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Macroprudential Policy

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  • International Monetary Fund

Abstract

This paper provides the most comprehensive empirical study of the effectiveness of macroprudential instruments to date. Using data from 49 countries, the paper evaluates the effectiveness of macroprudential instruments in reducing systemic risk over time and across institutions and markets. The analysis suggests that many of the most frequently used instruments are effective in reducing pro-cyclicality and the effectiveness is sensitive to the type of shock facing the financial sector. Based on these findings, the paper identifies conditions under which macroprudential policy is most likely to be effective, as well as conditions under which it may have little impact.

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Bibliographic Info

Paper provided by International Monetary Fund in its series IMF Working Papers with number 11/238.

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Length: 85
Date of creation: 01 Oct 2011
Date of revision:
Handle: RePEc:imf:imfwpa:11/238

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Postal: International Monetary Fund, Washington, DC USA
Phone: (202) 623-7000
Fax: (202) 623-4661
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Web page: http://www.imf.org/external/pubind.htm
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Related research

Keywords: Credit; Liquidity; Capital; Banks; Capital inflows; Credit risk; Developed countries; Emerging markets; Exchange rate regimes; Financial risk; Financial sector; reserve requirements; systemic risk; financial crisis; financial system; reserve requirement; global financial crisis; financial institutions; financial stability; bond; macroeconomic policies; currency risk; international financial statistics; bond estimator; credit boom; currency mismatch; capital adequacy; bonds; prudential regulation; hedge; financial markets; pre-crisis; recession; deposit insurance; financial crises; credit booms; hedge funds; financial liberalization; liquidity support; asian crisis; savings deposits; bond issuance; interest rate policy; financial systems; contagion; denominated bonds; international banks; economic crisis; money market deposit; equity markets; derivative; global recession; financial integration; domestic bonds; denominated loans; cross-country experience; flexible exchange rate regimes; liquidity crisis; financial ? stability; financial services; financial intermediation; liquid asset; deposit requirements; banking crisis; portfolio investment; financial deregulation; eurobonds; stock market; currency depreciation; financial cycles; rating system; corporate sector; future financial crises; money market; flexible exchange rate; deposit accounts; resident portfolio investment; foreign exchange derivative; debt servicing; stock prices; rating agencies; equity capital; global economic crisis;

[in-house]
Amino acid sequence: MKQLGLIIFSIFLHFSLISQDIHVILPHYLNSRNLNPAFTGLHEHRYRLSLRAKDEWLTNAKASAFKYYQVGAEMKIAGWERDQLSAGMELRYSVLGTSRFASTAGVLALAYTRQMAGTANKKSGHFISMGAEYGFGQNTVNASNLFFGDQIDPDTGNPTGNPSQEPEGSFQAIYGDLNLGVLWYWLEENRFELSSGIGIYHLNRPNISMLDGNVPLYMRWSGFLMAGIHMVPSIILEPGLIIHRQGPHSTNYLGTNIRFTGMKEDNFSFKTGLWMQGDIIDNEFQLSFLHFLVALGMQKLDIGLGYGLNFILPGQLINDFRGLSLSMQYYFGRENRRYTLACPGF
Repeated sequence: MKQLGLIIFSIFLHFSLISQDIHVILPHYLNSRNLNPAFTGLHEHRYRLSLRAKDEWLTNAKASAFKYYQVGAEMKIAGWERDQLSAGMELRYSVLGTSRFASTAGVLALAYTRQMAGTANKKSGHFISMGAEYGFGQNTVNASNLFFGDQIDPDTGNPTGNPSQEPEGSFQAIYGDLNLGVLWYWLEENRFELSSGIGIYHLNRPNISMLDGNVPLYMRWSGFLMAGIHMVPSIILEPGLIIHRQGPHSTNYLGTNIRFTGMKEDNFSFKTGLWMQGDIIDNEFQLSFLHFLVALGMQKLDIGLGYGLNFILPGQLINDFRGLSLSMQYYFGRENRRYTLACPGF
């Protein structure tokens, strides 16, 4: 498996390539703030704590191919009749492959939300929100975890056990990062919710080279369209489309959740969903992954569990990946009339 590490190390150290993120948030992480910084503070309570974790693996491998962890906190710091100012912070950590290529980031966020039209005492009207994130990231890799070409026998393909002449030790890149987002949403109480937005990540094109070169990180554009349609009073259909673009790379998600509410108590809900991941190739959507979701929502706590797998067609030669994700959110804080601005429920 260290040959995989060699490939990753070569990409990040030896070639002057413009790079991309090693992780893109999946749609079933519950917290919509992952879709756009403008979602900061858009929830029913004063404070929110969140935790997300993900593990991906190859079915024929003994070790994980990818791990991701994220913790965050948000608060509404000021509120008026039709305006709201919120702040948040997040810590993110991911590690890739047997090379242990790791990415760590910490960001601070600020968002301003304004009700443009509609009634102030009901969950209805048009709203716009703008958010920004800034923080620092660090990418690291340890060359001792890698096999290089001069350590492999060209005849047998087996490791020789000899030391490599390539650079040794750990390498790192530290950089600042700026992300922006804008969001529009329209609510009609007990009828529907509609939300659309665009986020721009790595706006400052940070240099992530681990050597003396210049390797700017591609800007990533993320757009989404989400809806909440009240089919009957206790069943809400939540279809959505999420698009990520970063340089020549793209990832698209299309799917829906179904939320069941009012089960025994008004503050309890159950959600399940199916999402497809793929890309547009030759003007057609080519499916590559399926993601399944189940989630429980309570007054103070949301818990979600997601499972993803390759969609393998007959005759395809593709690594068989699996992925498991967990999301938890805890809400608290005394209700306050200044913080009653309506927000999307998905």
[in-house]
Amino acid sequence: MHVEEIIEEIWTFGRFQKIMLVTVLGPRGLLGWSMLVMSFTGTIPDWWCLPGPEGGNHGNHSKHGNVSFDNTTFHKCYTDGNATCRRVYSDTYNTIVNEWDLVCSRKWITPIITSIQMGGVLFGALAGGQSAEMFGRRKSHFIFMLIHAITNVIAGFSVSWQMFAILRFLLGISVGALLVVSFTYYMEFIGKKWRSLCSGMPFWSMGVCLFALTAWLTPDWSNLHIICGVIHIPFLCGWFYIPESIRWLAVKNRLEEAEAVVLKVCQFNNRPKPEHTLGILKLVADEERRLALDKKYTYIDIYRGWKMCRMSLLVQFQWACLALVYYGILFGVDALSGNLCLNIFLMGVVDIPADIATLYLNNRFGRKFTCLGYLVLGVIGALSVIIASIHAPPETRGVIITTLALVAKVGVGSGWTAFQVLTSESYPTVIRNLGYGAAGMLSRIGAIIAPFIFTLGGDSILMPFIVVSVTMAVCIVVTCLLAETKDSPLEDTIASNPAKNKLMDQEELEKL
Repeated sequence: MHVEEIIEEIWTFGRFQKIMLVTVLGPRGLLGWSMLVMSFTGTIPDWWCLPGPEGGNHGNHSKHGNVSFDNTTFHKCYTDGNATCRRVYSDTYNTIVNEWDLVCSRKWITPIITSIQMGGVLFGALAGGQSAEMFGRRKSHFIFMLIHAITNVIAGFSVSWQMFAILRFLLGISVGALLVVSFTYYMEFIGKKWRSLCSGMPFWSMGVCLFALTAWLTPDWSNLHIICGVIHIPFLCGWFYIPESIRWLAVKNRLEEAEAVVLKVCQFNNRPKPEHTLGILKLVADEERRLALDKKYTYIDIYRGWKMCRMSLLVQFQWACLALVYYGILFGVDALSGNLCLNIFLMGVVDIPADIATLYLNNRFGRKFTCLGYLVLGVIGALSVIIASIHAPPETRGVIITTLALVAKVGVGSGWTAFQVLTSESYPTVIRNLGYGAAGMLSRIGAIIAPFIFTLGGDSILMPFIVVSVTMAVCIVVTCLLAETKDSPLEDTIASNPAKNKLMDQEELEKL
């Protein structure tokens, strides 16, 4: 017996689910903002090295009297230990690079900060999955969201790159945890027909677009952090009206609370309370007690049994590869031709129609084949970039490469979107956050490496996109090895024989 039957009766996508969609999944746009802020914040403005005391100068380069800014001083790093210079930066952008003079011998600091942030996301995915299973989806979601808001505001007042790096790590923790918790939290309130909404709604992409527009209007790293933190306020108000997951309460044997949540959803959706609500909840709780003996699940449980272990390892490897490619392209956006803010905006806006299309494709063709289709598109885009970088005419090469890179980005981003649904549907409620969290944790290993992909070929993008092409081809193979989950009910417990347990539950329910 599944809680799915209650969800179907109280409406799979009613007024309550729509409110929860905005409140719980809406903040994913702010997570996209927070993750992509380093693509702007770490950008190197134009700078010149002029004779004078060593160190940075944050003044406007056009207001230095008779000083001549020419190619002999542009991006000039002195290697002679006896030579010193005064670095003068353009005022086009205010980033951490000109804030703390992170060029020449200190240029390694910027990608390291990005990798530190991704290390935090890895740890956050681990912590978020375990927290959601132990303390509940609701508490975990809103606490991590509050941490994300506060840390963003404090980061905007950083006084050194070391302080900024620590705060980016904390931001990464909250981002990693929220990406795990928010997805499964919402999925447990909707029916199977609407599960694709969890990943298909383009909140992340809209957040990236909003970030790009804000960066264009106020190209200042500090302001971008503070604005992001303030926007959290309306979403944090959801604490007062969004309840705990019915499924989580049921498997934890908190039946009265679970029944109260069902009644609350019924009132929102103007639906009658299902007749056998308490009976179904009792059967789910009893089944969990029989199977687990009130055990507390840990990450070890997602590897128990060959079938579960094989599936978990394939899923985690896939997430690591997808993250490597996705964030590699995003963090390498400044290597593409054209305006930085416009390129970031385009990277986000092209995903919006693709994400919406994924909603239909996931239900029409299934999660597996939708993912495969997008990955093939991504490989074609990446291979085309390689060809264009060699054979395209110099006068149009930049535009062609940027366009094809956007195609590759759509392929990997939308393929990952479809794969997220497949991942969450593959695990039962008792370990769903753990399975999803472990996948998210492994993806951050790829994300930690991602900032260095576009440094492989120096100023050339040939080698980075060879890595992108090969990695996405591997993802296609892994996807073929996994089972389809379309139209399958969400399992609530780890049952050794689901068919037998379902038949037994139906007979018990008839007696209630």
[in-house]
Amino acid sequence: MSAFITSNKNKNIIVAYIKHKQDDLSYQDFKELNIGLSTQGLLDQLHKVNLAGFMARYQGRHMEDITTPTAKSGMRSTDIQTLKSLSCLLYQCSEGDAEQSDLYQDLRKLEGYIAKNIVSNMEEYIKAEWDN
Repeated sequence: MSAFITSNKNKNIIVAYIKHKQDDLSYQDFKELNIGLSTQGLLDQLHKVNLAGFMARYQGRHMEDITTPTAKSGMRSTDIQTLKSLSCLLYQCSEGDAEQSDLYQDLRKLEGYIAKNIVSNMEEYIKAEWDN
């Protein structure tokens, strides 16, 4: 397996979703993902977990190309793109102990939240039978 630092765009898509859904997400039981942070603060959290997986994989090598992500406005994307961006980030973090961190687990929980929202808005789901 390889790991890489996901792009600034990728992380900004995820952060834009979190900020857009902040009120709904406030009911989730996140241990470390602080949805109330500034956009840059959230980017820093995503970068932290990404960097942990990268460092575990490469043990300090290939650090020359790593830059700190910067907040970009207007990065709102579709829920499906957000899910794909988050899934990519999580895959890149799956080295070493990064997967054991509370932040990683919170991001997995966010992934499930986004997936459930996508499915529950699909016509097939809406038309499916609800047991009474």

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References

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  1. Heitor Almeida & Murillo Campello & Crocker Liu, 2006. "The Financial Accelerator: Evidence from International Housing Markets," Review of Finance, European Finance Association, vol. 10(3), pages 321-352, September.
  2. Dell''Ariccia, Giovanni & Marquez, Robert, 2005. "Lending Booms and Lending Standards," CEPR Discussion Papers 5095, C.E.P.R. Discussion Papers.
  3. Arellano, Manuel & Bover, Olympia, 1995. "Another look at the instrumental variable estimation of error-components models," Journal of Econometrics, Elsevier, vol. 68(1), pages 29-51, July.
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